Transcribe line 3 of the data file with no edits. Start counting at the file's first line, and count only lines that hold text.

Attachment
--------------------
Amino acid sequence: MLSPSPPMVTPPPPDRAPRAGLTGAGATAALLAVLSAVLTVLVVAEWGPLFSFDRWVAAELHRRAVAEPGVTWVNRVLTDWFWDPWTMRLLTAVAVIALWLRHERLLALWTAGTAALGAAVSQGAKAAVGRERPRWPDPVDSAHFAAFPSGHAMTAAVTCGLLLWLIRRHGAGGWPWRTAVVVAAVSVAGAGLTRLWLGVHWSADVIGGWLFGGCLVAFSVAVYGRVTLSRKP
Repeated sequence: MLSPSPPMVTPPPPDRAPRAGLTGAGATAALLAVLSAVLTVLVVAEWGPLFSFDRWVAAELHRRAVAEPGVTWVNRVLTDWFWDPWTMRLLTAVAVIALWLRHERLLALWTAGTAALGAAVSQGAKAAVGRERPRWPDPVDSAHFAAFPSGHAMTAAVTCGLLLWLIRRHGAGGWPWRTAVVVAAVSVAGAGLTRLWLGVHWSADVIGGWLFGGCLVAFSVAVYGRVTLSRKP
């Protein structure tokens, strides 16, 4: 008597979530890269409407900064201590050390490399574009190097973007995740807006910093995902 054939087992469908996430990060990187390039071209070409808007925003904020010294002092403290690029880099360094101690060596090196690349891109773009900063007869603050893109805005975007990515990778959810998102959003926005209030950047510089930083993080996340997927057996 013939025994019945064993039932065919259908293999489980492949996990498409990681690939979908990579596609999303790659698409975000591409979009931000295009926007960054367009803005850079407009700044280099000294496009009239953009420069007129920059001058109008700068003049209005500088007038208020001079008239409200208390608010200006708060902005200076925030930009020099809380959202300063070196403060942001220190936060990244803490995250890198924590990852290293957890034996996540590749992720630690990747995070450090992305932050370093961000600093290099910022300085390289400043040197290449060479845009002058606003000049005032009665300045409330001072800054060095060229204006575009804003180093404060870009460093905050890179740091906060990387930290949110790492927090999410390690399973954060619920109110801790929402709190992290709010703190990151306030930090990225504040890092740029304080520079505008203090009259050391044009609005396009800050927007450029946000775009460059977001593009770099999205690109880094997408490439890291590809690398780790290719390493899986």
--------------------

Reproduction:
């Protein structure tokens, strides 16, 4: 008597979530890269409407900064201590050390490399574009190097973007995740807006910093995902 054939087992469908996430990060990187390039071209070409808007925003904020010294002092403290690029880099360094101690060596090196690349891109773009900063007869603050893109805005975007990515990778959810998102959003926005209030950047510089930083993080996340997927057996 013939025994019945064993039932065919259908293999489980492949996990498409990681690939979908990579596609999303790659698409975000591409979009931000295009926007960054367009803005850079407009700044280099000294496009009239953009420069007129920059001058109008700068003049209005500088007038208020001079008239409200208390608010200006708060902005200076925030930009020099809380959202300063070196403060942001220190936060990244803490995250890198924590990852290293957890034996996540590749992720630690990747995070450090992305932050370093961000600093290099910022300085390289400043040197290449060479845009002058606003000049005032009665300045409330001072800054060095060229204006575009804003180093404060870009460093905050890179740091906060990387930290949110790492927090999410390690399973954060619920109110801790929402709190992290709010703190990151306030930090990225504040890092740029304080520079505008203090009259050391044009609005396009800050927007450029946000775009460059977001593009770099999205690109880094997408490439890291590809690398780790290719390493899986």